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How to Write a Killer Cover Letter

You’ve found the perfect job, your resume is ready to go, but there’s one last thing on your to-do list: the dreaded cover letter.

While it might seem easy to write a one-page letter touting your strengths, many job seekers struggle to understand what, exactly, an employer is looking for and how to translate that into a couple of paragraphs.

Cover letters are unavoidable, and many employers consider them the most important part of any job application. As much as you’d prefer to let your resume speak for itself, your cover letter is truly your chance to make the best first impression. This is your opportunity to showcase your talents, stand out from competing candidates, and help hiring managers get to know you outside of your resume.

It’s time to give that cover letter the TLC it deserves. Below are a few simple tips to help you write a cover letter that lands your dream job:

1. Always Submit a Cover Letter

This bit of advice might seem pretty obvious to you, but many people think cover letters are optional. Even if the job description doesn’t specifically ask for one, you should still include one.

Applicants who don’t take the time to write a cover letter are typically seen as less motivated, and most hiring managers won’t even look at an application that lacks one. Cover letters are a must! We all know the time and stress that goes into writing one, but by going the extra mile, you prove your interest in the job while showing you’re willing to put in the effort.

2. Don’t Regurgitate Your Resume

Yes, it’s okay to talk about the things listed on your resume, but don’t copy and paste them right from the document. Instead, elaborate on your previous experiences and highlight things that relate to the position you’re applying for. A cover letter lets you put your skills into full sentences rather than just bullet points. Use this time to share additional details you weren’t able to squeeze onto your single-page resume and tell a story about why you’re the perfect fit for the job.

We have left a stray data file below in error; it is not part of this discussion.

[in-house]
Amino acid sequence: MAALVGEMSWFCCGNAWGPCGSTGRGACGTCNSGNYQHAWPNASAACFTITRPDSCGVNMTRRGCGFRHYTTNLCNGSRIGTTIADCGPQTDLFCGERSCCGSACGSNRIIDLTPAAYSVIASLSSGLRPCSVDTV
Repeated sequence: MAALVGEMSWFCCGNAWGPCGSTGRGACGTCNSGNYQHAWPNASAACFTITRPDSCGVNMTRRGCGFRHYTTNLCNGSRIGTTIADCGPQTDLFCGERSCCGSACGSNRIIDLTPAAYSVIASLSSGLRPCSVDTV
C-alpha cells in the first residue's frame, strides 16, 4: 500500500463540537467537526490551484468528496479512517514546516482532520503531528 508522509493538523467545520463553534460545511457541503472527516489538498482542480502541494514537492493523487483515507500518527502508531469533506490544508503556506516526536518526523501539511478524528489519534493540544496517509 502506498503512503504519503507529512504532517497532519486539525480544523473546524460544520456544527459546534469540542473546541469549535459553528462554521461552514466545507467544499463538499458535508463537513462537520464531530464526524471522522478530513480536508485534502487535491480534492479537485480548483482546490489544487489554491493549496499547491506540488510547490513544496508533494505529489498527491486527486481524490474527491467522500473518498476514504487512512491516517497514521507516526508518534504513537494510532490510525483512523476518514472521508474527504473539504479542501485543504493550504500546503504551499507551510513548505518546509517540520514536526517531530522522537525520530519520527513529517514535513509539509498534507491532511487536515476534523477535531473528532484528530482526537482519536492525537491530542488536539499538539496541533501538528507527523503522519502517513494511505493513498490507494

3. Don’t Apologize for Skills You Don’t Have

This is one of the most common cover letter mistakes. For some reason, we all feel the need to apologize for our perceived shortfalls — but why? If you don’t meet all of the job requirements, don’t draw attention to that fact. Instead, stay positive and focus on the skills you do have. It’s better to highlight your strengths than to apologize for your weaknesses.

4. Don’t Be Too Formal — Show Some Personality

Remember the person receiving your cover letter is just that: a person. Spare the overly formal constructions and put some personality into it. Reading through cover letters can be exhausting, and employers often only skim them. Dare to get noticed. Make your cover letter stand out. Give employers a reason to stop and read your full letter. It just might be the thing that lands you an interview.

5. Pay Attention to the Details

The smallest grammar mistake will most likely land your application in the “no” stack. It doesn’t matter what job you’re applying for; hiring managers are always looking for smart, detail-oriented individuals. If you misspell a word or forget a comma, don’t think it will go unnoticed. Be sure to proofread thoroughly your cover letter before submitting it. Consider having a colleague or friend review it as well for added security.

6. Be Yourself

Last and most importantly, be yourself. There is nothing worse than someone trying to be something they’re not. If you land the interview after blatantly lying in your cover letter, the employer is going to find out, and you won’t get the job. Be confident in yourself and highlight your true strengths. An honest cover letter will go a long way.

While it can be stressful to write, a cover letter can make or break your chance of landing an interview. Be patient and give your letter the attention it needs. You’ll be happy you did.

Ahnaf Bashir is the vice president of human resources at Advance Financial.

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Apply the Genius Habit to Your Job Search